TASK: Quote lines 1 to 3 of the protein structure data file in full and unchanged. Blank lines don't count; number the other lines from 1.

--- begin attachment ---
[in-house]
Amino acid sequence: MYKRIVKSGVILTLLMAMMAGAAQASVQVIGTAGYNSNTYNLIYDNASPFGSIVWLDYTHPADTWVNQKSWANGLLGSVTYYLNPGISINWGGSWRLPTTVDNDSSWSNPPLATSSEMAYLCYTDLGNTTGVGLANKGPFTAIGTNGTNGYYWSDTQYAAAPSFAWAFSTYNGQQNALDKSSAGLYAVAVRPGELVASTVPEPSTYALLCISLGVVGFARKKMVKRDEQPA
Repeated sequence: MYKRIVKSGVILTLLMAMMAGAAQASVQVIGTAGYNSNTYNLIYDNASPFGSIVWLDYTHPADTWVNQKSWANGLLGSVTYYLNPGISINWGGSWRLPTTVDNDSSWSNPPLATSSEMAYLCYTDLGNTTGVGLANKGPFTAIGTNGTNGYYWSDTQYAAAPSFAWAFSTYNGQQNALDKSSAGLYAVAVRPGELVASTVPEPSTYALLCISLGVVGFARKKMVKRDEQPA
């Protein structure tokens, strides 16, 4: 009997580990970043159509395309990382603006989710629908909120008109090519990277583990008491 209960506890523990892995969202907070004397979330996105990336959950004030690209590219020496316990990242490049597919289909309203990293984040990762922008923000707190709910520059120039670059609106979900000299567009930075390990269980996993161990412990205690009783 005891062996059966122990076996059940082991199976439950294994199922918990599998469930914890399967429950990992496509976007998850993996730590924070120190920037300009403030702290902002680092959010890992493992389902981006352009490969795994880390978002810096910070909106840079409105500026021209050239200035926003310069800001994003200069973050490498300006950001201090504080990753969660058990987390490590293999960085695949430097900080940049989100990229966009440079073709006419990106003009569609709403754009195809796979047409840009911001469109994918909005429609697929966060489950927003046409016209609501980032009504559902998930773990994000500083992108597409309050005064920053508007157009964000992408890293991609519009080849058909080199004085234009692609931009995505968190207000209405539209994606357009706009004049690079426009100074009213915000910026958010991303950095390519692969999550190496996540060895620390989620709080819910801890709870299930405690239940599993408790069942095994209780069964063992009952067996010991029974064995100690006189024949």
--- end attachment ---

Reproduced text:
[in-house]
Amino acid sequence: MYKRIVKSGVILTLLMAMMAGAAQASVQVIGTAGYNSNTYNLIYDNASPFGSIVWLDYTHPADTWVNQKSWANGLLGSVTYYLNPGISINWGGSWRLPTTVDNDSSWSNPPLATSSEMAYLCYTDLGNTTGVGLANKGPFTAIGTNGTNGYYWSDTQYAAAPSFAWAFSTYNGQQNALDKSSAGLYAVAVRPGELVASTVPEPSTYALLCISLGVVGFARKKMVKRDEQPA
Repeated sequence: MYKRIVKSGVILTLLMAMMAGAAQASVQVIGTAGYNSNTYNLIYDNASPFGSIVWLDYTHPADTWVNQKSWANGLLGSVTYYLNPGISINWGGSWRLPTTVDNDSSWSNPPLATSSEMAYLCYTDLGNTTGVGLANKGPFTAIGTNGTNGYYWSDTQYAAAPSFAWAFSTYNGQQNALDKSSAGLYAVAVRPGELVASTVPEPSTYALLCISLGVVGFARKKMVKRDEQPA